Electrical Fatality Rates in Japan, 2002-2011: New Preventive Measures for Fatal Electrical Accidents

PROJECT TITLE:

Electrical Fatality Rates in Japan, 2002-2011: New Preventive Measures for Fatal Electrical Accidents

ABSTRACT:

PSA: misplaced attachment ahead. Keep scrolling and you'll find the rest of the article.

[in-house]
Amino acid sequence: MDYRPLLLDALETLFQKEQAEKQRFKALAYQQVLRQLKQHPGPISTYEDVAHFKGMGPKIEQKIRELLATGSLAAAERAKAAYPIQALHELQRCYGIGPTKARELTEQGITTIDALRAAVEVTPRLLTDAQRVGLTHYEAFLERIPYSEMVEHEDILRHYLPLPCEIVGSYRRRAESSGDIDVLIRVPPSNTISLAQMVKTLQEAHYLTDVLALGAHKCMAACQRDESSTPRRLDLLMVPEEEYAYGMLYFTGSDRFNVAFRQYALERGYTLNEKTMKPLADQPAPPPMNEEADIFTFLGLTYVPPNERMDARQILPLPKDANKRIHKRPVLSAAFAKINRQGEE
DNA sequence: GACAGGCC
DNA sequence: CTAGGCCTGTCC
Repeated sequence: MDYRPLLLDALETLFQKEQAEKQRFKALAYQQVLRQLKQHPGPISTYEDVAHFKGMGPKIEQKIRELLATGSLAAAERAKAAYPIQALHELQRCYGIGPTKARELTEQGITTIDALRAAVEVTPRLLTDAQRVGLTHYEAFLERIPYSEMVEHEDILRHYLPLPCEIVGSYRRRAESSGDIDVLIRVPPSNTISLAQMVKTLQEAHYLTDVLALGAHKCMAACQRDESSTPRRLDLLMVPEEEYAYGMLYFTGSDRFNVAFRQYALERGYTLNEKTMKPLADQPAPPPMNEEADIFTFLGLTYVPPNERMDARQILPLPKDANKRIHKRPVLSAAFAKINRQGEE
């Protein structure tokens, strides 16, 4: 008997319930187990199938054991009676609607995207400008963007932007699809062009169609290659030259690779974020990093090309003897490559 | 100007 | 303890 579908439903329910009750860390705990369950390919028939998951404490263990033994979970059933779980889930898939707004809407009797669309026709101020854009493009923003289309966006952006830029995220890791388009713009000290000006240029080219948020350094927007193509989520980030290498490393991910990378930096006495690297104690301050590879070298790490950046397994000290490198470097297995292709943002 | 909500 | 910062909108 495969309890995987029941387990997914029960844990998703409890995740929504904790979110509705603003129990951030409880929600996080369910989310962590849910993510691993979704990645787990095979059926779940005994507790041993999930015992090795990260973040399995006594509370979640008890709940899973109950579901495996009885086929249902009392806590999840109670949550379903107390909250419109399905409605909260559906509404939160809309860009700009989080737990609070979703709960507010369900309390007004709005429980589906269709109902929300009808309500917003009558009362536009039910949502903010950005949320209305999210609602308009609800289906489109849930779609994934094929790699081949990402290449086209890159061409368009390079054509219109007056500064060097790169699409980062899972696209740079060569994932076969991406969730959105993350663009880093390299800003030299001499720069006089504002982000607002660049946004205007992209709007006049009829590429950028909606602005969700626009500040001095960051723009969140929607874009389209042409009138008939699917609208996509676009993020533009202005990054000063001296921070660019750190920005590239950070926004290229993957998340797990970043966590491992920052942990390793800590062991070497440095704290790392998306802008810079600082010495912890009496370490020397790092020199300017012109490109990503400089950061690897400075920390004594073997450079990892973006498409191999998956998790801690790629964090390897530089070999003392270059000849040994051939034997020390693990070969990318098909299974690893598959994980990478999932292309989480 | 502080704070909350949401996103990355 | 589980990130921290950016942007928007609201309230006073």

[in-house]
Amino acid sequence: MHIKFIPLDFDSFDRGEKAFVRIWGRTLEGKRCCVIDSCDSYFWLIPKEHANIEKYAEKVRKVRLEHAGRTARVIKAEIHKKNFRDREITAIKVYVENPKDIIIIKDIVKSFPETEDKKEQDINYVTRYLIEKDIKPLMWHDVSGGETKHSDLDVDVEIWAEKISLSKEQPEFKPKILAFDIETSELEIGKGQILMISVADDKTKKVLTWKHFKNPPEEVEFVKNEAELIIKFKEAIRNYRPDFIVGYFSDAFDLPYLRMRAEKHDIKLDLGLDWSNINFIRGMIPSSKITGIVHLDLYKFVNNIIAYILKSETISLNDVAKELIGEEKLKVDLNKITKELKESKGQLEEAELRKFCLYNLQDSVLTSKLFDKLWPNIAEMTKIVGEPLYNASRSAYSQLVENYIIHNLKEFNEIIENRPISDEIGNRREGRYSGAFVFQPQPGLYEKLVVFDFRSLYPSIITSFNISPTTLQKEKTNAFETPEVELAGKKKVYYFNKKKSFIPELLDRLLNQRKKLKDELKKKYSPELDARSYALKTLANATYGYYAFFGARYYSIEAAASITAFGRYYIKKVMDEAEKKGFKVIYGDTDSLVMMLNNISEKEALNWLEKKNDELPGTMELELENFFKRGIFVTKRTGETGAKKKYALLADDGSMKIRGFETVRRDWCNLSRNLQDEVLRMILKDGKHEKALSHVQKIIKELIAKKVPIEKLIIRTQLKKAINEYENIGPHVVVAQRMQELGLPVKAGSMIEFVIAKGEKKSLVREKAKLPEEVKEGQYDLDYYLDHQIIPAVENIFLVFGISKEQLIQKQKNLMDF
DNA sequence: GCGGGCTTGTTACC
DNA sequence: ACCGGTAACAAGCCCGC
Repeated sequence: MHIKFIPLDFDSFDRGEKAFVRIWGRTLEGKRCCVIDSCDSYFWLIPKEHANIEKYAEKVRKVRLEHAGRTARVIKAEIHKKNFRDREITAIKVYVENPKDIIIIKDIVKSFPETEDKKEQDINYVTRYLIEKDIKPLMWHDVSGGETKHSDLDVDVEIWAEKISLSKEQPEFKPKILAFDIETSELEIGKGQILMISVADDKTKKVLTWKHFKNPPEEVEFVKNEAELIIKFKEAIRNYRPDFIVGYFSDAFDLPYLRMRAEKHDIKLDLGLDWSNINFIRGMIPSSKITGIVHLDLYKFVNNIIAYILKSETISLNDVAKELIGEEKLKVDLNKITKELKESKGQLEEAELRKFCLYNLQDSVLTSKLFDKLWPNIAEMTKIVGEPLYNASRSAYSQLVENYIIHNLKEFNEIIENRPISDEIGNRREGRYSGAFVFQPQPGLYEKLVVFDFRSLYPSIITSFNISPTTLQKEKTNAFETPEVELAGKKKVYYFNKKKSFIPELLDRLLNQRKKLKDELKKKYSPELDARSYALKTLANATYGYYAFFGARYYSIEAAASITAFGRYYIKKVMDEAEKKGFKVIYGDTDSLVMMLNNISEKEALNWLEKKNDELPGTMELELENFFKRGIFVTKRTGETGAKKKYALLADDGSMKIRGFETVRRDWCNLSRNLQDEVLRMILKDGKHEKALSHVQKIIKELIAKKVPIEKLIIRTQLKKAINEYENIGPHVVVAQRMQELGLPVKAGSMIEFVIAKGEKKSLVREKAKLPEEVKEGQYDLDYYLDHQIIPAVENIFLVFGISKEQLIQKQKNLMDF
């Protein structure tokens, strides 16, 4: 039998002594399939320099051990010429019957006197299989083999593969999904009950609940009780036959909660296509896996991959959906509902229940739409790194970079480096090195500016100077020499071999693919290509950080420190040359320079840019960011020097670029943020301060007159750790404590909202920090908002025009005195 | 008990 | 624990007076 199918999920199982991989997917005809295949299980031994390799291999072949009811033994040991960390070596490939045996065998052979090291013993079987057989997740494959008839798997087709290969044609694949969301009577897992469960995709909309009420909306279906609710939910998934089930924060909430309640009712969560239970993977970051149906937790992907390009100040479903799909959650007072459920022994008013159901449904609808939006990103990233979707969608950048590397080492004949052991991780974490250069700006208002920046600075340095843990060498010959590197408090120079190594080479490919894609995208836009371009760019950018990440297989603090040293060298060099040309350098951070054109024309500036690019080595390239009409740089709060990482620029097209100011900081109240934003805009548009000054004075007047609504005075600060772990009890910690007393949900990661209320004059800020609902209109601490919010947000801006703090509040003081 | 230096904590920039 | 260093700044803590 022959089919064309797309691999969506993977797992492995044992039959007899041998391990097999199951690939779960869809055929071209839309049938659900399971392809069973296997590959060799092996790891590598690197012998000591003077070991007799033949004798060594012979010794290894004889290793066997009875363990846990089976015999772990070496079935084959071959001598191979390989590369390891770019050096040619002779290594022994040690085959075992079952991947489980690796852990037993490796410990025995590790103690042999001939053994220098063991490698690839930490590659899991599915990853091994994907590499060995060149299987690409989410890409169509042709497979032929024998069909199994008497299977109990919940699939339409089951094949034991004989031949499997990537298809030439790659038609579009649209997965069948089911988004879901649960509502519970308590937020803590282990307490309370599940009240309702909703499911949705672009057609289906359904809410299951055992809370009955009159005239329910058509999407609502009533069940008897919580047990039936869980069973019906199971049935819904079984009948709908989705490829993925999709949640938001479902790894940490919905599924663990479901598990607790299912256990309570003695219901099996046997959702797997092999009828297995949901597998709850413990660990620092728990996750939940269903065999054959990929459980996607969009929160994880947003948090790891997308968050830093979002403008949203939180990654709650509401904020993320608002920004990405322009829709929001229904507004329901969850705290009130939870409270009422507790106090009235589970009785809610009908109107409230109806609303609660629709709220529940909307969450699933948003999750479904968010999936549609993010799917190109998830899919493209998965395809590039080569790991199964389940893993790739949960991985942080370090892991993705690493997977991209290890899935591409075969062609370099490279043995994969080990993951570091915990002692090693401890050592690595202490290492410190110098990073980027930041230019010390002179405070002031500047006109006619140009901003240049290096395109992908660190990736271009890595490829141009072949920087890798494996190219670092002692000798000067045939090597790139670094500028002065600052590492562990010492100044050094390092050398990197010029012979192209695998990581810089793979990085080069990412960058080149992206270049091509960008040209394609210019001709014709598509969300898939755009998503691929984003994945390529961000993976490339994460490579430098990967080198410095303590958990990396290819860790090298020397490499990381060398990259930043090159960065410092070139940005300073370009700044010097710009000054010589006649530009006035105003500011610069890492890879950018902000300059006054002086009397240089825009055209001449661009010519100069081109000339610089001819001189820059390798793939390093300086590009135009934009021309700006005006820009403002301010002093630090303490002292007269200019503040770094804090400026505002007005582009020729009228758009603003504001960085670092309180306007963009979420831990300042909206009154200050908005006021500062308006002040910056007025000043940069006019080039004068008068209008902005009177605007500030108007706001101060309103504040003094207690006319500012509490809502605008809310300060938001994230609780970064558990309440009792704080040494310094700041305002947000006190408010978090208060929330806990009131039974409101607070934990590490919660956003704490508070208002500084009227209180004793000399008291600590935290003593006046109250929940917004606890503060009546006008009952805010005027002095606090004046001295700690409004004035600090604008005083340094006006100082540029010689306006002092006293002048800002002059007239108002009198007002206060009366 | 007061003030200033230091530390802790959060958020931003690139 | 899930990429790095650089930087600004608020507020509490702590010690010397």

The statistical results of the causes, body contact points, and company sizes for the workplace are reported for fatal electrical accidents from 2002 to 2011 in Japan in this article. The results show that 81percent of all fatal accidents by electrical shock occur when the company size is fewer than fifty employees. The assignment of a security supervisor isn’t obligatory for a corporation of this size. Contact between a hand or tool and a charged object accounts for 58% of all fatal accidents. Most fatal accidents are caused when a hand contacts the low- or high-voltage phase of a live wire. A total of seven,569 employees died from electrical shock accidents between 1959 and 2011 in Japan. The data show that wearing metal necklaces and other metal accessories will increase the potential for accidents. Therefore, an in depth analysis was performed to stop such accidents. Knowledge about these fatal accidents is needed to develop numerous protecting devices and safety regulations and acts. The results of this study will be helpful in considering new preventive measures for electrical shock.

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